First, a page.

03 August, 2005

William Cullen Bryant's Birthday

*Ink impression of Bryant in his library at Cedarmere, from my (now restored) copy of Homes and Haunts of our Elder Poets, D. Appleton & Co, 1881.

Today is the birdthday of William Cullen Bryant, born in 1794 in Massachusetts. He is categorized as part of the New England Renaissance...a pre-transcendentalist. His father recognized William's literary gift early in life, and encouraged his son along the way. At ten years of age he made very credible translations from some of the Latin poets. By the age of Thirty, he moved to New York City, to pursue a career in law and journalism. Within four years, he became editor-in-chief and part owner of the New York Evening Post, a position which he helf for almost fifty years.

Some of his most well-known works of poetry are: Thanatopsis, To a Waterfowl, and perhaps To The Fringed Gentian. My Autumn Walk is an interesting poem, where he remembers American soldiers fighting while he enjoys his autumn walk.

Here is a stunning tidbit I stumbled upon while reading about him in one of the books on our shelf called Treasures in American Literature. His essay is called "Sensitveness to Foreign Opinion" (1839).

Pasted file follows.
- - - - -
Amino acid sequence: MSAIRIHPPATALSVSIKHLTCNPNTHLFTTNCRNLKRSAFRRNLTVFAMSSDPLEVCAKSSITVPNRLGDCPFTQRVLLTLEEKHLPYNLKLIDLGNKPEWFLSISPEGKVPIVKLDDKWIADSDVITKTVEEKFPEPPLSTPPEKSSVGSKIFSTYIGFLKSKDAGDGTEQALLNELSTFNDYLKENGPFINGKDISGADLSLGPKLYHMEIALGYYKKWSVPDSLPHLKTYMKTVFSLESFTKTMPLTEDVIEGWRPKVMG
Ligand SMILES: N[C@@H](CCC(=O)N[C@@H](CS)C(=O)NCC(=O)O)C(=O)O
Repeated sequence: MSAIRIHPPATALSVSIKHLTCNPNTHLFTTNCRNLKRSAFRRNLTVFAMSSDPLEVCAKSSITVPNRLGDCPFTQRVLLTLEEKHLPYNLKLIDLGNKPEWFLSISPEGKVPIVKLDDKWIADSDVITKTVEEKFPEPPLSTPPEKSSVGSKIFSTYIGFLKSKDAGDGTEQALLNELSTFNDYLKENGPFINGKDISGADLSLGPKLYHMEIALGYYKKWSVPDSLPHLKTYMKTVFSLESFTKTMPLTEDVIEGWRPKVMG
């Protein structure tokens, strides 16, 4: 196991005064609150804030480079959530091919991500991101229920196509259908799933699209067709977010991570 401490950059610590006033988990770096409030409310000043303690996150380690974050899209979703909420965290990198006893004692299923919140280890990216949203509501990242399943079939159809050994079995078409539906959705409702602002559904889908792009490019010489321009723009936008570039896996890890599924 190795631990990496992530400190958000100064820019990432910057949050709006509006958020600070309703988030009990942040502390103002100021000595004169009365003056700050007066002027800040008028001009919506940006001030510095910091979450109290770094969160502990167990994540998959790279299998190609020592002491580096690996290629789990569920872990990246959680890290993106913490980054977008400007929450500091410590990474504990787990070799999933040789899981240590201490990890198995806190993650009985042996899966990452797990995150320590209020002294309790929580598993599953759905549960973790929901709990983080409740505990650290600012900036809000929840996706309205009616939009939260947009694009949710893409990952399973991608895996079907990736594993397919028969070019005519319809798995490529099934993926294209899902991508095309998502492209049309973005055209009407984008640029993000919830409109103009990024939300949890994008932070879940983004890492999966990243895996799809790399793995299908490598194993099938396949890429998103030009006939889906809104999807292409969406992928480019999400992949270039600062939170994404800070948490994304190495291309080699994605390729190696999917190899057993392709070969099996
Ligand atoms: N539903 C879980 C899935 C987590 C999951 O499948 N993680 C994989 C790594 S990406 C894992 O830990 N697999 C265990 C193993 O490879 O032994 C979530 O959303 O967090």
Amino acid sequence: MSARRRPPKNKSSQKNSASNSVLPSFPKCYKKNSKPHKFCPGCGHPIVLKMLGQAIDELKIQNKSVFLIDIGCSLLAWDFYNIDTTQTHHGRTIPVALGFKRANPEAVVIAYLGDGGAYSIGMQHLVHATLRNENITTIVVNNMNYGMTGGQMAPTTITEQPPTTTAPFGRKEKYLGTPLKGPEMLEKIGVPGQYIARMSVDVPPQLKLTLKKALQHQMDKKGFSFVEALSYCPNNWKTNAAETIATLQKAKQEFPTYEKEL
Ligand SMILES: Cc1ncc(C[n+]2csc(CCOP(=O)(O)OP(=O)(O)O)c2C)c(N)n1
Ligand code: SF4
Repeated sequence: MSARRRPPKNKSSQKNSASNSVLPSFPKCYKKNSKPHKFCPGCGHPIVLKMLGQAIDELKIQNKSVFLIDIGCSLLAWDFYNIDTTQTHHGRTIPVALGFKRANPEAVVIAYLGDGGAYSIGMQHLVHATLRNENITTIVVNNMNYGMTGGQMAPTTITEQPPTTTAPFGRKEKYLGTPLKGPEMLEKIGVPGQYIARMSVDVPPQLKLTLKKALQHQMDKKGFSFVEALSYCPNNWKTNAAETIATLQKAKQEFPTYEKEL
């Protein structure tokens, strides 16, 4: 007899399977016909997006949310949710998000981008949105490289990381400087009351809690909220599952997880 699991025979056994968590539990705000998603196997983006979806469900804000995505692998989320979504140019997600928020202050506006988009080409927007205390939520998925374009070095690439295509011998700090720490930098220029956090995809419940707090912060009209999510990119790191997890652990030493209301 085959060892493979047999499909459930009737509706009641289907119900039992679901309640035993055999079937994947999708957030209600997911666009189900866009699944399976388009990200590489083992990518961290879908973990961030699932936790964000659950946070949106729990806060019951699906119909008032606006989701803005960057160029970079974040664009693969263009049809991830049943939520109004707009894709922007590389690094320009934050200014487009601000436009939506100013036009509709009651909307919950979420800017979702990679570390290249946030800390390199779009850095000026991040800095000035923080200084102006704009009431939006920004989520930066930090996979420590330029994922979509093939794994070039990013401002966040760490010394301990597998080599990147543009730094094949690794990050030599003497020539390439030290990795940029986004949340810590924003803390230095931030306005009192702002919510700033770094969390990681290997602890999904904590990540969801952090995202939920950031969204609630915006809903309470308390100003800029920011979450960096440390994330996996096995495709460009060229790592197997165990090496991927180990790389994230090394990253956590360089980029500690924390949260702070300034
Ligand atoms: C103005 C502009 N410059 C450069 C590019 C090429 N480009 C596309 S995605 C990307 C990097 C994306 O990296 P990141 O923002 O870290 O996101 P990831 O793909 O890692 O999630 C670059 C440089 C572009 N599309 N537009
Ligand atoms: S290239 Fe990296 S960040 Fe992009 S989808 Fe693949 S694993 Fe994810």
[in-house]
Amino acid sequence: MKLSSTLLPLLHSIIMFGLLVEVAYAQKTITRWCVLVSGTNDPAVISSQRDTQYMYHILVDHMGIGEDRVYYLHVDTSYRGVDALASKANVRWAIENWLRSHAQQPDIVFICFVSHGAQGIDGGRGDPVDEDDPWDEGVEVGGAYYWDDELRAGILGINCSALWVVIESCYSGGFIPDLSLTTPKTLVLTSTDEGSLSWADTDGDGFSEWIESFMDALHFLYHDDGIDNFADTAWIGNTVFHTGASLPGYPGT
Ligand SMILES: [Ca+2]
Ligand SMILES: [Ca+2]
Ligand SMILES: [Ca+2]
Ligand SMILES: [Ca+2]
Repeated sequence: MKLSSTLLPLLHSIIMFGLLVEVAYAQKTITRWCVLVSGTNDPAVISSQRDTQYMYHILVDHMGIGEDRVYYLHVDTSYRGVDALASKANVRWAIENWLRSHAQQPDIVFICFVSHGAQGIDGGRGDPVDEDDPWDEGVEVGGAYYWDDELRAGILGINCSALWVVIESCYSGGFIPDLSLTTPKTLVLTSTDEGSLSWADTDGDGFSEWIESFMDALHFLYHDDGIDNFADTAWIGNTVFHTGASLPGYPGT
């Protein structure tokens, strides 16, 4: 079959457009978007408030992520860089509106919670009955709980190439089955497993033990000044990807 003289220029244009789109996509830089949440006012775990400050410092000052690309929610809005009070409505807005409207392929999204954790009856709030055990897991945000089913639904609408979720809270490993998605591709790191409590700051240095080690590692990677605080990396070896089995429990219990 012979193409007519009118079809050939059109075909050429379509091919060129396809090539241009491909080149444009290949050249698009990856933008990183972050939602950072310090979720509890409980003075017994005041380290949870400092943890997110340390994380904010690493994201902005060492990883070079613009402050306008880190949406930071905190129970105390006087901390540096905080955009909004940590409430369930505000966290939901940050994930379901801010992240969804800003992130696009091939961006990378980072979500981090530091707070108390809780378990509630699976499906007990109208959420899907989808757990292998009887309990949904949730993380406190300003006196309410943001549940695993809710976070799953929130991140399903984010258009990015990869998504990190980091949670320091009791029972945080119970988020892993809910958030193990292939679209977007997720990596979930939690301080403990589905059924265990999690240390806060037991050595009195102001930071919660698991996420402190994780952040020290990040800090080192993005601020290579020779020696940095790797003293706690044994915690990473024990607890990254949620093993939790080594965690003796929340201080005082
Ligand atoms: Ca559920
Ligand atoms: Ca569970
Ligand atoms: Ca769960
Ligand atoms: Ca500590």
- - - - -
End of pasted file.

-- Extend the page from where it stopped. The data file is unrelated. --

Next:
"...we seize the occasion to protest against this excessive sensibility to the opinion of other nations. It is no matter what they think of us. We constitute a community large enough to form a great moral tribunal for the trial of any question which may arise among ourselves. There is no occasion for this perpetual appeal to the opinions Europe. We are competent to apply the rules of right and wrong boldly and firmly, without asking in what light the superior judgement of the Old World may regard our decisions.

...If an American author publishes a book, we are eager to know how it is received abroad, that we may know how to judge it ourselves. So far has this humor been carried that we have seen an extract, from a thrid- or fourth-rate critical work in England, condemning some American work, copied into all our newspapers one after another, as if it determined the character of the work beyond appeal or question.

...If every man who writes a book, instead of asking himself the question what good it will do at home, were first held to inquire what notions it conveys of Americans to persons abroad, we should pull the sinews out of our literature. There is much want of free-speaking as things stand at present, but this rule will abolish it altogether. It is bad enough to stand in fear of public opinion at home, but, if we are to superadd the fear of public opinion abroad, we submit to a double despotism. Great reformers, preachers of righteousness, eminent satirists in different ages of the world--did they, before entering on the work they were appointed to do, ask what other nations might think of their countrymen if they gave utterance to the voice of salutary reproof?"

Wow! What do you all think?

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